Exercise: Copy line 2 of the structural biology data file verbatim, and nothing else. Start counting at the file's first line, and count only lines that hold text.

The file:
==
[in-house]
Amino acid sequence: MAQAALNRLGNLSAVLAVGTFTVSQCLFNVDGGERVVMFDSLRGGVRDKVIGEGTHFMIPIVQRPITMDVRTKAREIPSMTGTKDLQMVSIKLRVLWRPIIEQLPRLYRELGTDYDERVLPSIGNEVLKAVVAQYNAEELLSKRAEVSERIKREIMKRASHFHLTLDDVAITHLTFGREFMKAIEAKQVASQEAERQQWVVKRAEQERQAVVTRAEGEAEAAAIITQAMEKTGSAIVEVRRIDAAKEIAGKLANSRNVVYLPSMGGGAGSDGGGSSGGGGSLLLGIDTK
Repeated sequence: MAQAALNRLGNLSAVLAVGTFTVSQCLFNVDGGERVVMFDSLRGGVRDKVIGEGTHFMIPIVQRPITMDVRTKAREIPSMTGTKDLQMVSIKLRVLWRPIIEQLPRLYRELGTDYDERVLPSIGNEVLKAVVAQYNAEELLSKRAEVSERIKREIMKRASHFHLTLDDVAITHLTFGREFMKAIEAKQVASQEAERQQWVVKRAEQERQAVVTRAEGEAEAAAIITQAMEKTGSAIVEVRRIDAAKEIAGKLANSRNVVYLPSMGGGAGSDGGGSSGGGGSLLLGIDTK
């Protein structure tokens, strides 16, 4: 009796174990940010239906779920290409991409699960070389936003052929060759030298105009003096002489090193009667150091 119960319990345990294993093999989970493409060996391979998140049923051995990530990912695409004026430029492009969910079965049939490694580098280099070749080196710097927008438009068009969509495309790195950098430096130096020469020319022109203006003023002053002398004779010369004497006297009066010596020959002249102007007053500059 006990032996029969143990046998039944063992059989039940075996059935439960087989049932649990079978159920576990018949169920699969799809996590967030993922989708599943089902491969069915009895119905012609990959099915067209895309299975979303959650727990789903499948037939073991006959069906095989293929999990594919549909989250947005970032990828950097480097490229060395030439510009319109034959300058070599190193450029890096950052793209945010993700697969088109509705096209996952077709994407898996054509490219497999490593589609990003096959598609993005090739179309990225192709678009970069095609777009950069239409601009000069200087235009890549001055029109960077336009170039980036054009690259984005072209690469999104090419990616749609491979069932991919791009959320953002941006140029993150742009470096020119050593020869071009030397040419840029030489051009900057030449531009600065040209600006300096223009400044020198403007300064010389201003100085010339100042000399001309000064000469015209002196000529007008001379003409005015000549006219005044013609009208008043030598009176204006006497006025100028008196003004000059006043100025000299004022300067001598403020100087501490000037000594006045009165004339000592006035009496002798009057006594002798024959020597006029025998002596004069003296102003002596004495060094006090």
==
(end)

Amino acid sequence: MAQAALNRLGNLSAVLAVGTFTVSQCLFNVDGGERVVMFDSLRGGVRDKVIGEGTHFMIPIVQRPITMDVRTKAREIPSMTGTKDLQMVSIKLRVLWRPIIEQLPRLYRELGTDYDERVLPSIGNEVLKAVVAQYNAEELLSKRAEVSERIKREIMKRASHFHLTLDDVAITHLTFGREFMKAIEAKQVASQEAERQQWVVKRAEQERQAVVTRAEGEAEAAAIITQAMEKTGSAIVEVRRIDAAKEIAGKLANSRNVVYLPSMGGGAGSDGGGSSGGGGSLLLGIDTK